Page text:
Follow us on FacebookTwitter

If you're already a member, please log in. If not, please register.

2019 Legislative Principles

  1. Washington electric co-ops, as consumer-owned utilities, are regulated by local boards and are well governed by those who own them. Cooperatives should remain independent of the Washington Utilities and Transportation Commission’s jurisdiction. Cooperatives have the highest customer satisfaction in the state.
  2. The Legislature must consider the impacts of policy decisions on the energy costs for Washington’s rural families and businesses, and maximize the opportunities to utilize Washington’s abundant and inexpensive electric energy.
  3. WRECA seeks legislative and regulatory provisions that provide small utilities with exemptions or more cost-effective compliance alternatives. We define small utilities as those with two percent or less of the state’s total number of electric consumers as reported by the most recent data from the U.S. Energy Information Administration (EIA).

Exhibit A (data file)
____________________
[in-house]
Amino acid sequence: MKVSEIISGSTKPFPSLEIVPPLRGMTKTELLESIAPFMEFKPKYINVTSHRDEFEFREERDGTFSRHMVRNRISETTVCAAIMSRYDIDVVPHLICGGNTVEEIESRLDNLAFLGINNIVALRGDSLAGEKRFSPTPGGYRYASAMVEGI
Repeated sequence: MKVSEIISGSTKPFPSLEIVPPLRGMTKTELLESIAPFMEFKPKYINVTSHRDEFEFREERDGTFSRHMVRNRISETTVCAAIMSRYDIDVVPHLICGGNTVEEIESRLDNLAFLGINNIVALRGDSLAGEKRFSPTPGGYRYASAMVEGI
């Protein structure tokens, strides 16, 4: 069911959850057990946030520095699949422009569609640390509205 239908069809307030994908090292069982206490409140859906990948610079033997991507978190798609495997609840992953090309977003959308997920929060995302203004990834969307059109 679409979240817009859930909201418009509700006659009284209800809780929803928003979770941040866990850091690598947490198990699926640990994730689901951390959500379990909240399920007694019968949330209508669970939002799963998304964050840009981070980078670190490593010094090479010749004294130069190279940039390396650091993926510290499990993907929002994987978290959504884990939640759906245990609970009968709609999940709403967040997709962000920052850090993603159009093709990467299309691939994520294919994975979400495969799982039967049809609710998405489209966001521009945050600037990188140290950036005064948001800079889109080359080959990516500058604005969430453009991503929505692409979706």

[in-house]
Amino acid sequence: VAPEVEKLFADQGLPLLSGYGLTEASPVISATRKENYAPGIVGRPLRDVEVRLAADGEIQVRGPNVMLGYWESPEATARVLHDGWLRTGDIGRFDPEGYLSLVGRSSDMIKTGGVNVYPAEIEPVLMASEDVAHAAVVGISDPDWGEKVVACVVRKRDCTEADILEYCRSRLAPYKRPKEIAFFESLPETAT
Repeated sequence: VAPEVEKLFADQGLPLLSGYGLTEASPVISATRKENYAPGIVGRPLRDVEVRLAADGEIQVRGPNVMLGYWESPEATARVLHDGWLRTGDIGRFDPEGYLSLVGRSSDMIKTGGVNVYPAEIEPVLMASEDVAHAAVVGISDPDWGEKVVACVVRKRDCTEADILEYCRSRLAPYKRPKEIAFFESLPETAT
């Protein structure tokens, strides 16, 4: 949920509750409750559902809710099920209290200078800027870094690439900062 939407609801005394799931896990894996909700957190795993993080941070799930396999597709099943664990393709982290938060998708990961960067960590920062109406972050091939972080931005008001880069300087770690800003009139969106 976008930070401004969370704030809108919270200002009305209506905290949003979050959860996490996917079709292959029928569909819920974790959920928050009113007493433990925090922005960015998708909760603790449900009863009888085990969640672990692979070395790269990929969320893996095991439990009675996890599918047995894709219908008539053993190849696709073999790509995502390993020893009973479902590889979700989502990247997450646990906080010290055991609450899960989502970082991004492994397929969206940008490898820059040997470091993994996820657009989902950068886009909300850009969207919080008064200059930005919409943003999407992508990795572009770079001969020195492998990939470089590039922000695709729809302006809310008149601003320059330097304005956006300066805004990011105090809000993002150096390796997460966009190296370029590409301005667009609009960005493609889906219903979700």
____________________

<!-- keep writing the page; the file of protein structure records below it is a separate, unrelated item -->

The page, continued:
4. To avoid duplicative and costly regulations that can harm Washington’s competitiveness, WRECA prefers a national effort as the best approach to limiting greenhouse gas (GHG) emissions.  

Click Here for 2019 Legislative Objectives

Clean Energy Legislative Statement

WRECA and its member-owned electric cooperatives seek to collaborate with legislators and stakeholders to shape energy policy so that it recognizes the value of the Northwest's clean and predominantly carbon-free electricity resources and avoids all unnecessary costs as well as avoiding any negative impacts to the reliability of the electric generation, transmission and distribution systems in Washington. 

Carbon Legislation Statement

WRECA will only support carbon mitigation policies which do not adversely impact rural electric cooperative jobs in Washington State or place our businesses at competitive disadvantage. 


Bonneville Power Administration (BPA)